Black Orchid: From Airlines To Lifelines - Review
Continuing to expand on the large variety of musical genres and styles this eclectic artist and DJ creates, he has now released his fourth album.
This latest album still includes many of the foundational elements of electro-clash and indie rock that past releases are based on, however, it's definitely a somber, more introspective work. It features thirteen tracks dripping with emotion, the occasional dance-friendly piece and somber moods.
After a short, experimental ambient "Intro" piece, the meat of the album kicks off with the moving, emotional piece "Horizon". This easily became a quick favorite for me and for our radio listeners. This track combines the foundational electronic elements of the music we've grown to love from this artist over the years with a somber mix of droning vocals in the line of somber folk and indie post-punk styles. The vocal pieces of the past have often been favorites of mine and so this one stands out well among the broad background, but blends in nicely with this album which for the most part takes this new direction to heart. The mix of moving beats and somber emotions carry on in a few other pieces including the stellar piece "Whitelines / Blacklines". It includes a mix of male and soft female vocals for an excellent duet bringing out another level of emotional textures. The moving beat, subtle guitar mixed with electronics keep it interesting as the piece moves along in that hypnotic electronica style. "100 Demons" is very similar with various experimental electronic loops added in for added variety and flare. The final piece of this style is the title track "From Airlines To Lifelines". As one loop builds on another, multiple layers are formed over the memerizing beat over the course of two minutes before the vocals kick in. As the track moves along the components continue to build to a dynamic climax bringing to light the emotion across the music and vocals before it all finally gradually fades away.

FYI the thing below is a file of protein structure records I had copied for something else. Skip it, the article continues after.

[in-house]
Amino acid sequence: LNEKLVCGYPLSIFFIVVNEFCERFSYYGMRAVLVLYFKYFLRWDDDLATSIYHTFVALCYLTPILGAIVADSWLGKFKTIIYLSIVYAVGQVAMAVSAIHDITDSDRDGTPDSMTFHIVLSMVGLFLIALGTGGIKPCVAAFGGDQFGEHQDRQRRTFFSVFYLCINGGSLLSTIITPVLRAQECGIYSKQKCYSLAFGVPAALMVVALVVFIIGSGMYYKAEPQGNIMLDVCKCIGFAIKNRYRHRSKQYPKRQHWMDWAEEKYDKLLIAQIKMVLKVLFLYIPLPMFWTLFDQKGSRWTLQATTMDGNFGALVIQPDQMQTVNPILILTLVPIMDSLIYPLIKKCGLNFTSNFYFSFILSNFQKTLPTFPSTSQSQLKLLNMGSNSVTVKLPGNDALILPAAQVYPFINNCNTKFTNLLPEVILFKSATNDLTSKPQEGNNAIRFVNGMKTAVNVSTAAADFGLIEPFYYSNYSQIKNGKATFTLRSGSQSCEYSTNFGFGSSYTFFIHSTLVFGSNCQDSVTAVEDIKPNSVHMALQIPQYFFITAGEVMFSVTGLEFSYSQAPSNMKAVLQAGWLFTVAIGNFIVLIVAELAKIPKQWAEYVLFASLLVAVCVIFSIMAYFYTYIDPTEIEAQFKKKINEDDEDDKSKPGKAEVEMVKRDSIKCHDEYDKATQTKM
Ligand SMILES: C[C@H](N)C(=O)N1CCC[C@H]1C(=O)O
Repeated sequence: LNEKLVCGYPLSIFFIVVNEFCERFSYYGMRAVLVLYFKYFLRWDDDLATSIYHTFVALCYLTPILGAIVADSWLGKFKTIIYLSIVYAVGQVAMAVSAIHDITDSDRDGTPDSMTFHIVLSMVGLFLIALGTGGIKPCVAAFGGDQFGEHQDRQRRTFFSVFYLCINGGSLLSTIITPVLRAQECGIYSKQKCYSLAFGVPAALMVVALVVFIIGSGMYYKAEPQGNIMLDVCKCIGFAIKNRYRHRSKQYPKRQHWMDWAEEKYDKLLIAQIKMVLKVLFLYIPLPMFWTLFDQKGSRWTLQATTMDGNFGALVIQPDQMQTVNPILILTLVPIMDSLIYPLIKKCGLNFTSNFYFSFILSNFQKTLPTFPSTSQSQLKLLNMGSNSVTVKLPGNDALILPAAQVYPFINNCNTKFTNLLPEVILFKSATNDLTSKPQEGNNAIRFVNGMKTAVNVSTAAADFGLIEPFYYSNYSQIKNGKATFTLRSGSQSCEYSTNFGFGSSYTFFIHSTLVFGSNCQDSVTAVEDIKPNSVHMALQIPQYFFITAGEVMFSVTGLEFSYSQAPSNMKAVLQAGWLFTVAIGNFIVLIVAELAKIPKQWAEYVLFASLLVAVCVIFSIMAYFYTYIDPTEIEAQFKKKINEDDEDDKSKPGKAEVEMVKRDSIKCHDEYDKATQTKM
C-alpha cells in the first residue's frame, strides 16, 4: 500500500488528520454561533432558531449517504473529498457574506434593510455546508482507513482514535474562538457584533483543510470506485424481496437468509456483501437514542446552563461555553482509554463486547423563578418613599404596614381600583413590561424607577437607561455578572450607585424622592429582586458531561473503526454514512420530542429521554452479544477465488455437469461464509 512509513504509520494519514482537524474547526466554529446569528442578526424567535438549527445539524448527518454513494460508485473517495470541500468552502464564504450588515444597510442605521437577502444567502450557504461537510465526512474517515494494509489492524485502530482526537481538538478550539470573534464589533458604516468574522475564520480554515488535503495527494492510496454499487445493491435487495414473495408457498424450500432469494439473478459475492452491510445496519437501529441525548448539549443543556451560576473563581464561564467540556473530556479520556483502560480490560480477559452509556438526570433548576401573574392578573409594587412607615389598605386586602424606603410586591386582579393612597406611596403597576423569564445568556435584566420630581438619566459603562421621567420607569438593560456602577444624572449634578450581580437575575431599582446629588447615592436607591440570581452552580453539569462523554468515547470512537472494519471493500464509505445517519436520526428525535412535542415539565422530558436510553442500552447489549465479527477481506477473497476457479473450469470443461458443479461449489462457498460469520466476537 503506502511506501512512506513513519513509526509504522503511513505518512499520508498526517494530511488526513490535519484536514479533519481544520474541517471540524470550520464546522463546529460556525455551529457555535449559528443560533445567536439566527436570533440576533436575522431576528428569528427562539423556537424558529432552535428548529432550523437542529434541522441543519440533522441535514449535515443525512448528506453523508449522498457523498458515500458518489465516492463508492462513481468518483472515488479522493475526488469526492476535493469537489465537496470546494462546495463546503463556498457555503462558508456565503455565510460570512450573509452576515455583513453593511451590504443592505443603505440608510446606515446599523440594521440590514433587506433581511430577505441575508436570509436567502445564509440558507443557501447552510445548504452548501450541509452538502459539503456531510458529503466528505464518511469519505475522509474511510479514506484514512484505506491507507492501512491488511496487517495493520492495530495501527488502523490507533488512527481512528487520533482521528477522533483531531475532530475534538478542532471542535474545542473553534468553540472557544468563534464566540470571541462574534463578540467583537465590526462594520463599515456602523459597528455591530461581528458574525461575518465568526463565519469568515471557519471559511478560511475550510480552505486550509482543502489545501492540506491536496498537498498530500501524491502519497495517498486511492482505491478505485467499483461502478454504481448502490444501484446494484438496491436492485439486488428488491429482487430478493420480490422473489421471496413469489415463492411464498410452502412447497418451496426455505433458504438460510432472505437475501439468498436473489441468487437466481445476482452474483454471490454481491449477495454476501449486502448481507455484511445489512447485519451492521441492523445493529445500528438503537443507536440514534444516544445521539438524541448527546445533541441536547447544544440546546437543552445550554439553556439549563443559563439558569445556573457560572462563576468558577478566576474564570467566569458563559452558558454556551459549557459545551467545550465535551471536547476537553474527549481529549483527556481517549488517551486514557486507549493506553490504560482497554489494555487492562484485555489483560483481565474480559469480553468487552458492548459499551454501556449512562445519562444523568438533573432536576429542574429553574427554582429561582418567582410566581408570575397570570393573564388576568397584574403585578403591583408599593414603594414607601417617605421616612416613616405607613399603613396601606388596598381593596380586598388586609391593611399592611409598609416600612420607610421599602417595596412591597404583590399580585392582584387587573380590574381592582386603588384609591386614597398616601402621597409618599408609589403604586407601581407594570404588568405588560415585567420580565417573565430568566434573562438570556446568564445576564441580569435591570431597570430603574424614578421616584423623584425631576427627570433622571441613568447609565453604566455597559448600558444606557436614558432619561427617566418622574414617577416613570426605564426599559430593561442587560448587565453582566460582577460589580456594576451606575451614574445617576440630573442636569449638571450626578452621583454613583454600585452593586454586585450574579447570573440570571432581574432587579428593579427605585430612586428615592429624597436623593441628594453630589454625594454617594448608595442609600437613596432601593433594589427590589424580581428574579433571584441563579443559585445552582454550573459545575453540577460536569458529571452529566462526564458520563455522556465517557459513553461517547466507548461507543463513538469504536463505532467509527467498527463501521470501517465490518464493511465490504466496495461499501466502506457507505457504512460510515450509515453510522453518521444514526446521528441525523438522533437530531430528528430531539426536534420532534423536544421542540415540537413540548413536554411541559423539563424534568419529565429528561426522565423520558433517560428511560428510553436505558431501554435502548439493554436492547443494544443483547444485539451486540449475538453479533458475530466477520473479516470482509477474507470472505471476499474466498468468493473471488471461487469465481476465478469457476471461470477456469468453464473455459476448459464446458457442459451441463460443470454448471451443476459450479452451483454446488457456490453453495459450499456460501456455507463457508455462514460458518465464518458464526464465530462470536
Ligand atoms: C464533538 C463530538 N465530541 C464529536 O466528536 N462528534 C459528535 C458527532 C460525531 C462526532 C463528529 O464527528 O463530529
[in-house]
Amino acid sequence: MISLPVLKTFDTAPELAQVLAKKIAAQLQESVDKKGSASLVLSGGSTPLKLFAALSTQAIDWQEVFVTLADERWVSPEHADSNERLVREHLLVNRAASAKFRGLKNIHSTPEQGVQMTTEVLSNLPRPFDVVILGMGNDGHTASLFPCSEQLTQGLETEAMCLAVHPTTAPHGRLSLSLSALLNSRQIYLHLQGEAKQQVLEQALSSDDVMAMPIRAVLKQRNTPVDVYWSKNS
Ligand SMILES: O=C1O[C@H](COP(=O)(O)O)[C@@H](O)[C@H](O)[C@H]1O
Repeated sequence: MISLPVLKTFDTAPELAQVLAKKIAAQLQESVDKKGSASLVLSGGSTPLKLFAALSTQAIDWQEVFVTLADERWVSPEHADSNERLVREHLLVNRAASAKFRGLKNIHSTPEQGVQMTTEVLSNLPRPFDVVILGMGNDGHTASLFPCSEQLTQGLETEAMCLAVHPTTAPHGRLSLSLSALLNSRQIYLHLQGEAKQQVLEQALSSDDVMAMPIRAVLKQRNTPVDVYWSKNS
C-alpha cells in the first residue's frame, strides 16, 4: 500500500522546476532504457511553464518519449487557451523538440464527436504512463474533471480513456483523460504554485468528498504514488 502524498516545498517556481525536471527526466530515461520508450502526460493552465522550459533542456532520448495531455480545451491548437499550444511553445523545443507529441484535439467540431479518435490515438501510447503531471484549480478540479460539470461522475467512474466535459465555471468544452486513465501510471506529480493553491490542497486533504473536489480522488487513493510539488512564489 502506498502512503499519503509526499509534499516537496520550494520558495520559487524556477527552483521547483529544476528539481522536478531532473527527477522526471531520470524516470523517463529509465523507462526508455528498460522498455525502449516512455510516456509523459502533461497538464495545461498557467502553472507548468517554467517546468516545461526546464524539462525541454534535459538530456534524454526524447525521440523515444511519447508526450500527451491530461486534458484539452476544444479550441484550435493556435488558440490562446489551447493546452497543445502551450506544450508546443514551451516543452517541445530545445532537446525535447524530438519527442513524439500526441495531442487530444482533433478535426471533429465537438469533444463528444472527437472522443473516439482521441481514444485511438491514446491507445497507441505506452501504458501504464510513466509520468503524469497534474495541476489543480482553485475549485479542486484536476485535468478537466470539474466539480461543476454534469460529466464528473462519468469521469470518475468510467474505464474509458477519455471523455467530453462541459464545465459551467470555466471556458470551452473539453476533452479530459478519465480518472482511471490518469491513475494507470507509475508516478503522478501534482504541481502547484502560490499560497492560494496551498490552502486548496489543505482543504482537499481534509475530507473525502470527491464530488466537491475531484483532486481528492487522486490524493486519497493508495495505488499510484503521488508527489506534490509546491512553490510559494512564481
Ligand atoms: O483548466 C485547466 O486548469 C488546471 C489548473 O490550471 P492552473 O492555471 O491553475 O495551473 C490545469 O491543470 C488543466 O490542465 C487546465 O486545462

Those tracks comprise for the most part what I believe most fans of past works with the more electronica styles will enjoy. Dark ambient experimental soundscapes grace much of the rest of the album from "Goodbye 1315" and "Crayons" to "Crystals and Knives". This latter includes a stint of bombastic percussion on top of the range of electronics. As the album moves along there are some other pieces that just sort of fall in the middle of the extremes we've covered so far. Not quite dance-friendly, but still with a heavy, solid beat, and while not a dark ambient piece, there is a range of subtle, somber moods through the layers of electronics and instruments on "The Black Angels Love Song". As the album starts to wrap up we get a pair of treats, the first of which is "Butterflies". This piece wears the emotion thick on the surface with the angst-ridden vocals over the somber, dark droning experimental ambient music. The track moves along through this range of experimental music and thick emotion, slowly fading away to the final "Outro". This final piece is a perfect way to wrap up this experimental eclectic collection of music. The first couple of minutes of this 22 minute finale to the album is an instrumental inflection of heavy, pulsating synths which serves as the actual "Outro". After a minute of silence, the rest of the track very slowly builds layer upon layer of ambient electornics until the subtle, yet moving beat finally kicks in and we're moved along for the full duration of the 18-minute instrumental piece slowly drifting and fading off into silence.
That brings the album to a close and we're left in silence, satisfied with another great album from this artist. Highly recommended for past fans, though some may find it missing the upbeat trance styles, other fans into the slower, experimental drones will enjoy most of the album for that side of it. Be sure to check it out.